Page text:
“But the distinction thus made between scientific and non scientific thoughts will not easily bear the weight we are attempting to put on it. The cycle of scientific thought is from experiment to hypothesis and thence to verification and a new hypothesis. Experiment means sense experiences specially arranged. Verification involves inferences. ‘If X existed, then under conditions Y, we should have the experience Z.’ We then produce the conditions Y and Z appears. We thence infer the existence of X. Now it is clear that the only part of this process which assures us of any reality outside ourselves is precisely the inference ‘If X, then Z’, or conversely, ‘Since Z, therefore X.’ The other parts of the process, namely hypothesis and experiment, cannot by themselves give us any assurance. The hypothesis is, admittedly, a mental construction—something, as they say, ‘inside our own heads’. And the experiment is a state of our own consciousness. It is, say, a dial reading or a color seen if you heat the fluid in the test tube. That is to say, it is a state of visual sensation. The apparatus used in the experiment is believed to exist outside our minds only on the strength of an inference: it is inferred as the cause of our visual sensations. I am not at all suggesting that the inference is a bad one. I am not a subjective idealist and I fully believe that the distinction we make between an experiment in a dream and an experiment in a laboratory is a sound one. I am only pointing out that the material or external world in general is an inferred world and that therefore particular experiments, far from taking us out of the magic circle of inference into some supposed direct contact with reality, are themselves evidential only as part of that great inference.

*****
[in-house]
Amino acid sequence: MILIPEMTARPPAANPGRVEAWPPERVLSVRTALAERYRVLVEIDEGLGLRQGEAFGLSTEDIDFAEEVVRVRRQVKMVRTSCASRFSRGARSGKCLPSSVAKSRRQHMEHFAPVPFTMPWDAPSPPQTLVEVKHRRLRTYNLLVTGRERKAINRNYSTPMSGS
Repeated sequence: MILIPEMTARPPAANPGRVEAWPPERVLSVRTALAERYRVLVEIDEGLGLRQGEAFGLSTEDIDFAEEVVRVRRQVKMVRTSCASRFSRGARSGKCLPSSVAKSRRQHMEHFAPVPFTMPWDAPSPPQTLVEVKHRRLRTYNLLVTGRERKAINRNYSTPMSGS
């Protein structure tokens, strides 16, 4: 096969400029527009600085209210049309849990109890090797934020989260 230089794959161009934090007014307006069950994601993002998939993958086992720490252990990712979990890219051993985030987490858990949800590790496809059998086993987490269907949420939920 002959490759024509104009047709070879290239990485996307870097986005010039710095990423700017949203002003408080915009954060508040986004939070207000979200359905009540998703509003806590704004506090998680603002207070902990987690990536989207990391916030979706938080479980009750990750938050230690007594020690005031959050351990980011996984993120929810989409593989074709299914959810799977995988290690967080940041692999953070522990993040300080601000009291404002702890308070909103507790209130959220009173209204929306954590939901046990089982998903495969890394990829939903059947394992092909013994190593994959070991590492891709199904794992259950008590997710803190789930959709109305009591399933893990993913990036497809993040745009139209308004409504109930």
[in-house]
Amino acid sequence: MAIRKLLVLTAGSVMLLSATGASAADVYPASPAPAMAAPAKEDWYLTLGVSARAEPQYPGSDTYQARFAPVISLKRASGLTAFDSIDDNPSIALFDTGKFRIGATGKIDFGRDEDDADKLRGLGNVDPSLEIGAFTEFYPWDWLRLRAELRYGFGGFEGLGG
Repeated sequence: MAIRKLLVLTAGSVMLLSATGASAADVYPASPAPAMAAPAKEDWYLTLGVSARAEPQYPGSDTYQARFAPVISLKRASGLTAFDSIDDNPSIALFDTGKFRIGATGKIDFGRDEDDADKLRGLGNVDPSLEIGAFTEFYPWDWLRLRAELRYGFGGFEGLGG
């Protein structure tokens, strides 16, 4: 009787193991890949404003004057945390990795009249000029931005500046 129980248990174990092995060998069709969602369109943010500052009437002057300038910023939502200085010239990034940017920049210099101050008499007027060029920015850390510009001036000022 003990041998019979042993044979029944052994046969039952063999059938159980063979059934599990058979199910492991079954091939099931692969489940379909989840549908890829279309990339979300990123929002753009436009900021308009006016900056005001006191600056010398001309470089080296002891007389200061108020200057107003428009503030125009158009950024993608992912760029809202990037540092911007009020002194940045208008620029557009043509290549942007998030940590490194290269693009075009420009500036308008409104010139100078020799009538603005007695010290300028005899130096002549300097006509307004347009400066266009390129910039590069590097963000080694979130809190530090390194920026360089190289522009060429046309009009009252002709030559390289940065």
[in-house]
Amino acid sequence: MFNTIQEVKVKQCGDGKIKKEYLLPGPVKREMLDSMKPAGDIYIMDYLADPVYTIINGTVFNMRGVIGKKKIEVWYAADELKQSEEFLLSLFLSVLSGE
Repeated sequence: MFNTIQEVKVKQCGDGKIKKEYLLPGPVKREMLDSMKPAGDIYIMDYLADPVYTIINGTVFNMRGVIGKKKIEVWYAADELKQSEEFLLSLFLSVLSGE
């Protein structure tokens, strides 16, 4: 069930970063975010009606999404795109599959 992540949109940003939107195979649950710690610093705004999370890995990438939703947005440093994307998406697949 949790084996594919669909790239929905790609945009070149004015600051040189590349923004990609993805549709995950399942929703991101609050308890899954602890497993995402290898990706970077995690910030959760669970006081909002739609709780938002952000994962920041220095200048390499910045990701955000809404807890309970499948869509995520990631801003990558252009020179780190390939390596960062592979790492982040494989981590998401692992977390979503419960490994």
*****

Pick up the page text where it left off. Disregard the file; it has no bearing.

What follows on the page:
The physical sciences, then, depend on the validity of logic just as much as metaphysics or mathematics. If popular thought feels ‘science’ to be different from all other kinds of knowledge because science is experimentally verifiable, popular thought is mistaken. Experimental verification is not a new kind of assurance coming in to supply the deficiencies of mere logic. We should therefore abandon the distinction between scientific and non-scientific thought. The proper distinction is between logical and non-logical thought.”
~C. S. Lewis, De Futilitate.
We ought to be teaching children how to think, and then they wouldn’t swallow the absurdity of evolutionary science cooked with a dash of scientism.